We recently wrote about protecting your home while away, but did you know it’s usually a lot easier for thieves to break into your garden than your home? We’ve put together some tips on how to protect your garden while away. 
Invest in a form of CCTV
Investing in Closed Circuit Television (CCTV) cameras and can deter potential burglars from your land. There are lots of options, from a full CCTV system to a video doorbell. Video doorbells are motion activated and will send a video to your phone if someone is in your garden. There are laws around CCTV you need to be aware of. For Guidance on the use of domestic CCTV, head to the Gov.uk website.
Be mindful of your locks
Make sure any side gates are securely locked. This will force any intruders to climb a fence if they want to gain access, making it a far tougher job.
Weak, ill fitted or cheap locks are a magnet for thieves, making the effort and cost of fitting it pointless. You can buy locks with features to tackle this, like ones with ‘anti-tamper screws’.
Further to this, having screws that are attached on the inside with a bolt, make them nearly impossible to unscrew from the outside.
Store your valuables securely
Store any valuable equipment like lawnmowers and bikes in a garage or a locked shed. Again, making sure the locks are sturdy and good quality is vital.
If a shed is made of thin or flimsy wood, locks can be ripped off, doors can be kicked in and panels could be pried out of place to access it. Look out for gaps that a thief could place a crowbar or jimmying device in. If you are using a shed for storing valuables, make sure it’s made of strong wood or even invest in a hard plastic or metal shed.
The positioning of the storage shed is also important, try and place it out of site from thieves but near enough to your house windows or CCTV so you have a clear view of anyone accessing it.
Mark your valuables
Valuable items that cannot be stored should be marked so if stolen they can be traced back to the owners if sold on. For example, bikes, trampolines, or gardening equipment. You can do this a special invisible pen, which glows under a UV light. using a property or police approved forensic marking solution only visible under Ultraviolet (UV) light. Police recommend you “mark your property with your postcode, house or flat number or the first three letters of your address.”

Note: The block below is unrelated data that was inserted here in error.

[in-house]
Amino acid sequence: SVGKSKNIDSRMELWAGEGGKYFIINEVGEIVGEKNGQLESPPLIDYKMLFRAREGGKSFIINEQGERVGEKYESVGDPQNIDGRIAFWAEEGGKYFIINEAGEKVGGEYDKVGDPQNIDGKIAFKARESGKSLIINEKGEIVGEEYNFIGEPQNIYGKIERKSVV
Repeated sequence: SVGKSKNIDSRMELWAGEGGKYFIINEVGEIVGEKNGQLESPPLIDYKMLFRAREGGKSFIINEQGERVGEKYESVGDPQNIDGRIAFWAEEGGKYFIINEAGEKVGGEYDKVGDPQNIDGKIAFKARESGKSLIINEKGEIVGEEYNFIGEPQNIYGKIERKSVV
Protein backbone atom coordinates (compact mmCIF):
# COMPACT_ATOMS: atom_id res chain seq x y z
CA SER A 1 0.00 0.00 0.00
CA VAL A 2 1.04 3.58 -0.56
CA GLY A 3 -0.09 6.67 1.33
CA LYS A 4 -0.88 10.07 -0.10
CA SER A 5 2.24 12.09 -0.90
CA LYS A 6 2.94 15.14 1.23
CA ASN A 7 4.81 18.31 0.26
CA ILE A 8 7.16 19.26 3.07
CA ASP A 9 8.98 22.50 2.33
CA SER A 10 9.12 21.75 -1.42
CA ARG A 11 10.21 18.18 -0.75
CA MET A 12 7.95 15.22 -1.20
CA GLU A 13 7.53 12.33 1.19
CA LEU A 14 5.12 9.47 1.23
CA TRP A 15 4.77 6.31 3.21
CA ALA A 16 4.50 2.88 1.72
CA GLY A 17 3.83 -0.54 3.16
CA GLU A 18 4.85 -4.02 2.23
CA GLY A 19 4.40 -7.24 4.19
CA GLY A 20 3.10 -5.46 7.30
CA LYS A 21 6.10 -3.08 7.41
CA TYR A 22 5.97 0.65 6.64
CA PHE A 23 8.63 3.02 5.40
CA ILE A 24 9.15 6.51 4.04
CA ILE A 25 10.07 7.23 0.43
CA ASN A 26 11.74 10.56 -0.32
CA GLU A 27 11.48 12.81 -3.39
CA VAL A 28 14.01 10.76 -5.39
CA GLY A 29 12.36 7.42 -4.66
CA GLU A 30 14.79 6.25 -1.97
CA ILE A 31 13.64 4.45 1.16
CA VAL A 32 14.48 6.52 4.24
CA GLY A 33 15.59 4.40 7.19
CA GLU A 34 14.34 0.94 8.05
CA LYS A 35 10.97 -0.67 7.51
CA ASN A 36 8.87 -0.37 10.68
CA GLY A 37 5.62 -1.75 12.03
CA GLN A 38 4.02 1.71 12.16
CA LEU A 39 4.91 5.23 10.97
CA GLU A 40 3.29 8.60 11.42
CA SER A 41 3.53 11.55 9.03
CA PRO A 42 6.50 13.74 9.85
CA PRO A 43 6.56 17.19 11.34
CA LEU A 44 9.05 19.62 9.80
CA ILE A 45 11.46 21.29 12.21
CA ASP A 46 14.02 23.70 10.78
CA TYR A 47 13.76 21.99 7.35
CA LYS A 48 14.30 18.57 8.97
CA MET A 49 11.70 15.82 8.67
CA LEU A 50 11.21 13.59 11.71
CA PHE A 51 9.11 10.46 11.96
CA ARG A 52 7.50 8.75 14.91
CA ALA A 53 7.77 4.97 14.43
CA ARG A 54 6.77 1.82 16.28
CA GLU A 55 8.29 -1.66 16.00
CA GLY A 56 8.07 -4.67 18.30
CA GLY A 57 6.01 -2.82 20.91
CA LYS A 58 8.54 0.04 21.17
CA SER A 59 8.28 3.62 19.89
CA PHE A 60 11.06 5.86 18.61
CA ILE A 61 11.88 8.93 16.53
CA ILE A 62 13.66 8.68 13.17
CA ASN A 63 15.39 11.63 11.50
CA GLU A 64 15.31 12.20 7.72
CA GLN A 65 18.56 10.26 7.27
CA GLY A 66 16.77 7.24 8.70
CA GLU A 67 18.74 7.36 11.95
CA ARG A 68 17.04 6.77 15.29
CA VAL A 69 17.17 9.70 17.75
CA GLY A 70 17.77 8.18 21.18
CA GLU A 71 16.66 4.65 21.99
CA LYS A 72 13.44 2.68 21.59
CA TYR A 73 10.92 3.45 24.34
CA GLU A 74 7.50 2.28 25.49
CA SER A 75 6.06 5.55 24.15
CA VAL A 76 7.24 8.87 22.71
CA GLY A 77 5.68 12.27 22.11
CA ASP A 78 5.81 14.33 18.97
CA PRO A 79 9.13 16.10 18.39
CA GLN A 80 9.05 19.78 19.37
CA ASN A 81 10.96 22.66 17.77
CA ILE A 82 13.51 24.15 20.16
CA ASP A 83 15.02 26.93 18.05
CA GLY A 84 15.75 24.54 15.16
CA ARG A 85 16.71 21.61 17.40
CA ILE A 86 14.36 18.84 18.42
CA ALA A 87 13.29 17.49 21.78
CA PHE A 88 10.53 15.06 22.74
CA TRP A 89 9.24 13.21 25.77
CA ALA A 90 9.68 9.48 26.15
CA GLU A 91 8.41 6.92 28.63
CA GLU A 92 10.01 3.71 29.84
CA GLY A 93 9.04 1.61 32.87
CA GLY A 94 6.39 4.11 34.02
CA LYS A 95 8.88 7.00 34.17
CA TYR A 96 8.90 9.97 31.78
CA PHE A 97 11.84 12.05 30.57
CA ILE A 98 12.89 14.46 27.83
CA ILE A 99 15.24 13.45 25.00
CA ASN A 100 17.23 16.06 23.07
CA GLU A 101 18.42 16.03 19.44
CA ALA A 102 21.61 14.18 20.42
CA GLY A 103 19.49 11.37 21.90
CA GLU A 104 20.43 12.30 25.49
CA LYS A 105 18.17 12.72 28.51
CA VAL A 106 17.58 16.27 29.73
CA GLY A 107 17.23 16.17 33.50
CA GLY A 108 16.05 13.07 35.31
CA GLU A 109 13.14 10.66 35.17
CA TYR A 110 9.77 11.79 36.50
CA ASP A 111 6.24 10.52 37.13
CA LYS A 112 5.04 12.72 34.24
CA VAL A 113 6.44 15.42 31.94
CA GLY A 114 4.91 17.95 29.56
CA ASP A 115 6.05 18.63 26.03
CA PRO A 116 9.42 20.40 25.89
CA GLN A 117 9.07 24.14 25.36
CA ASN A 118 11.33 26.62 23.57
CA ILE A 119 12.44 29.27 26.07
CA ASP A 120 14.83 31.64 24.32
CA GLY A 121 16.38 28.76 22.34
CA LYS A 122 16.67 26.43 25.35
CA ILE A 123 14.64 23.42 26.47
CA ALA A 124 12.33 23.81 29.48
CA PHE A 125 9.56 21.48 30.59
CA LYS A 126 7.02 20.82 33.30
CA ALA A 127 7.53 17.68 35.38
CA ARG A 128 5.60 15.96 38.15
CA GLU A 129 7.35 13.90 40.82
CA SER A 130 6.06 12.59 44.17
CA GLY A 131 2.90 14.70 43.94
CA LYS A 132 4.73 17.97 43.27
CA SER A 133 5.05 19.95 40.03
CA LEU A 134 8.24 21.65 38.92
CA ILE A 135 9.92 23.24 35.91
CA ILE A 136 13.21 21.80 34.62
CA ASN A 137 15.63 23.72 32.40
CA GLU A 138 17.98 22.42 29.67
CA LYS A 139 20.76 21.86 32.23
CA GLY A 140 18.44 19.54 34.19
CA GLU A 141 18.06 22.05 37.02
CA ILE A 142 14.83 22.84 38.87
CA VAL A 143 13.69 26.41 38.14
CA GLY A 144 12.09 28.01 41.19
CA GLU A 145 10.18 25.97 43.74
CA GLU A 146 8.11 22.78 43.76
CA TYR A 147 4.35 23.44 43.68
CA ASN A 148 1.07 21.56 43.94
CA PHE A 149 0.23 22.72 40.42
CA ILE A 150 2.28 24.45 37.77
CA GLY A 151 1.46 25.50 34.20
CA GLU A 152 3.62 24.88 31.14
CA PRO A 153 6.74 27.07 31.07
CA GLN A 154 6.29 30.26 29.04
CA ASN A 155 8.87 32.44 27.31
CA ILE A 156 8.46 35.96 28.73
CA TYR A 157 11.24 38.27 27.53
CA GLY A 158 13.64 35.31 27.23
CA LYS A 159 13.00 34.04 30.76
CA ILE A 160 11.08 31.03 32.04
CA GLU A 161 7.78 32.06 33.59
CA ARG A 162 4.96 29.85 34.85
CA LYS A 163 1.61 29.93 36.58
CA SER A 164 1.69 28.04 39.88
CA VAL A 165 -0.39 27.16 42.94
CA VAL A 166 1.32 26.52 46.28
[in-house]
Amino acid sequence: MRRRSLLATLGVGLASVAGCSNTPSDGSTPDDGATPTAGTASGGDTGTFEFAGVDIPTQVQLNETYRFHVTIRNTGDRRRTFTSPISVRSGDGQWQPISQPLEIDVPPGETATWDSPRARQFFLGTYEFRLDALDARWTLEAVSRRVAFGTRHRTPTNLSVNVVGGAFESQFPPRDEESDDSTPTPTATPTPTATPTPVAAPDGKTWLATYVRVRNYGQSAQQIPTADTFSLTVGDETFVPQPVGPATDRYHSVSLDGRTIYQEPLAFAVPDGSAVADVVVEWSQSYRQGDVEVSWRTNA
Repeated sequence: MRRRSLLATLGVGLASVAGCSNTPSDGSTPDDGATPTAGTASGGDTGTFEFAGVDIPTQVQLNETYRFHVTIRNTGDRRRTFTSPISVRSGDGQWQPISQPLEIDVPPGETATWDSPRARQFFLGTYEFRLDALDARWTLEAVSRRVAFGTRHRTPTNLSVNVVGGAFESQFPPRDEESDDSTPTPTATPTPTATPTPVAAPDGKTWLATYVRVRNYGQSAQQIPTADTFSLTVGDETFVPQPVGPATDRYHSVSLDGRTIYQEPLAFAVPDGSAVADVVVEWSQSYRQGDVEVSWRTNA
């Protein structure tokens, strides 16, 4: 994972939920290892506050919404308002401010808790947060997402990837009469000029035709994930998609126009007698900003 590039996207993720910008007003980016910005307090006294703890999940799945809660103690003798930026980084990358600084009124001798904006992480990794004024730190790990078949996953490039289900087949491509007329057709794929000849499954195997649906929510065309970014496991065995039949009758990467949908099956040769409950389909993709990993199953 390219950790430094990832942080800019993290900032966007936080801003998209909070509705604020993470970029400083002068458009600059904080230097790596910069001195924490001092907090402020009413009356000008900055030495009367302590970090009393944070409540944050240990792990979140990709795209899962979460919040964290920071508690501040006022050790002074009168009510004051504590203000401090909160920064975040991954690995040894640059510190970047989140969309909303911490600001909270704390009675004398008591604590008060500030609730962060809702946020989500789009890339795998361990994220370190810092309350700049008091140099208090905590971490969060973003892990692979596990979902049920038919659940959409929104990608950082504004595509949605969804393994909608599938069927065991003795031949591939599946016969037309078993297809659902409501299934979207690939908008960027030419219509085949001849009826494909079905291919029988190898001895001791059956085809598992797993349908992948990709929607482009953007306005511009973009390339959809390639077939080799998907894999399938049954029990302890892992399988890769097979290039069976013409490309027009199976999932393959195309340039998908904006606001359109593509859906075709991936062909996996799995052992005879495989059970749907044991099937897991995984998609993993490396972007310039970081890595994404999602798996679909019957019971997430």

Fitting a sensor security light means if anyone walks past the motion sensor, the light will come on and could scare off any intruders. It could make their presence more obvious to others and even allow others to recognise their identity.
You could also fit timers to lights that are plugged in to go on during the evening, creating the illusion someone is present in the house.
A standard 1.8m wall or fence should be sufficient for an enclosed garden, but you can go up to 2m if your garden faces a public footpath for example. You don’t normally need planning permission, but it’s always better to check before you start building.
Make sure you place the horizontal stabilizing wood on the inside of your fence, so no one can use it to climb over.
Plants are another way of increasing your gardens security. For example, planting spikey and prickly plants close together around the perimeter of your garden is a deterrent to thieves as they will want to avoid becoming injured. Some plants that can be used include Aralia, Coletia, Oplopanax and Smilax.
Be aware of planting spikey plants if you have children or pets!
Most home insurance polices have some sort of garden insurance cover. Though it’s important to check everything you want is covered when taking out a policy.
Looking for home insurance? Get a quote today with GoSkippy!